Because of something I call the "Inception factor". When you create something that makes the audience feel smart, you are sure to make money out of it. I'm not saying Inception isn't smart, it's really entertaining and complex, but the way it is presented is made to make us feel like we're smart because we're thinking. Well, this has the same effect. Of course, you know that it's not the bad guy. It's just a way to delete a character from my list of suspects. But then again, when the bad guy dies after half of the movie, the fact that we know he's not dead whilst the characters don't somehow creates a feeling of superiority in our mind... kinda. It can also create some kind of suspense because we don't know WHEN the bad guy will come back. For stupid people, this is gold! They FINALLY feel like they are as smart as those people who read big books in the park!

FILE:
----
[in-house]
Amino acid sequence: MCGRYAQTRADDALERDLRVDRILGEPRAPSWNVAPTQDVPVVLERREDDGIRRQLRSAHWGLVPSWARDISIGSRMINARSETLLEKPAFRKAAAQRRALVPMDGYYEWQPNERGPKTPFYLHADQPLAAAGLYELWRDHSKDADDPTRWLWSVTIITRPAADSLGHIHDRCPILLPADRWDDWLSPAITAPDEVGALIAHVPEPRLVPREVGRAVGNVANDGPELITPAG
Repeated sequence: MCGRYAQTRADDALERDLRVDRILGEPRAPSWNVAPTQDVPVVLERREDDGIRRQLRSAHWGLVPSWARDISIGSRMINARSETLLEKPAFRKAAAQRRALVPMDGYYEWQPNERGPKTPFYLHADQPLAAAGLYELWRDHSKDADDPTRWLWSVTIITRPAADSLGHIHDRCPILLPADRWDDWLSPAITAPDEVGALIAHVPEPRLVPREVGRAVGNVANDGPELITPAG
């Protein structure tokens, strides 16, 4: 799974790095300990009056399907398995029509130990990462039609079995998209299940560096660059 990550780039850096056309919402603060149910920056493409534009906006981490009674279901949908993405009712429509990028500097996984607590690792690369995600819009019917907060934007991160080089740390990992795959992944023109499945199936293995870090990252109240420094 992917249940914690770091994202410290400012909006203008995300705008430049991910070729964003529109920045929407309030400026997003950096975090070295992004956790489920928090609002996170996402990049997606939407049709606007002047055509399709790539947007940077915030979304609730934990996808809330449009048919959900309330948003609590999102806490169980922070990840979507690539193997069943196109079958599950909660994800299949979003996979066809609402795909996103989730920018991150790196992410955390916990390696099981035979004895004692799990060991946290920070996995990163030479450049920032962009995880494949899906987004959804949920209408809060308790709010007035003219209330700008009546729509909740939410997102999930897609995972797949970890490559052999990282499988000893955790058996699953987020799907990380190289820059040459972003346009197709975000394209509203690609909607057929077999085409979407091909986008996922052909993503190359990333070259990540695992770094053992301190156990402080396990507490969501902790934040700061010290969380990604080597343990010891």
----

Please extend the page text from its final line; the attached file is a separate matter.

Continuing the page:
Even if I feel smarter, I still have a hard time reading in the park. So many distractions.
It's quite recent but we've noticed this cliché in some 80's and 90's movies too. This cliché consists of NOT showing the monster/killer even though we know what he looks like! Either if it's from the poster or promotional photos or even the freakin' trailer, if you show us the monster before we go see the movie, don't make us wait. We want to see the monster in action! Not a cheap first-person wide-angle shot of a killing. And don't hide it in the shadows either. It just frustrates us and doesn't entertain at all.
I wonder where that fish did go? A fish, a fish, a fishy-o?
Don't act like we don't know what were watching. And with the Internet nowadays, even the most top-secret monsters usually get leaked pictures. Not showing the monster/killer just doesn't work anymore, so stop trying, Hollywood. It only works when we have NO clue of what the monster looks like. If I go see a movie called BIG GREEN MONSTER FROM OUTER SPACE, I expect to see a BIG GREEN MONSTER FROM OUTER SPACE!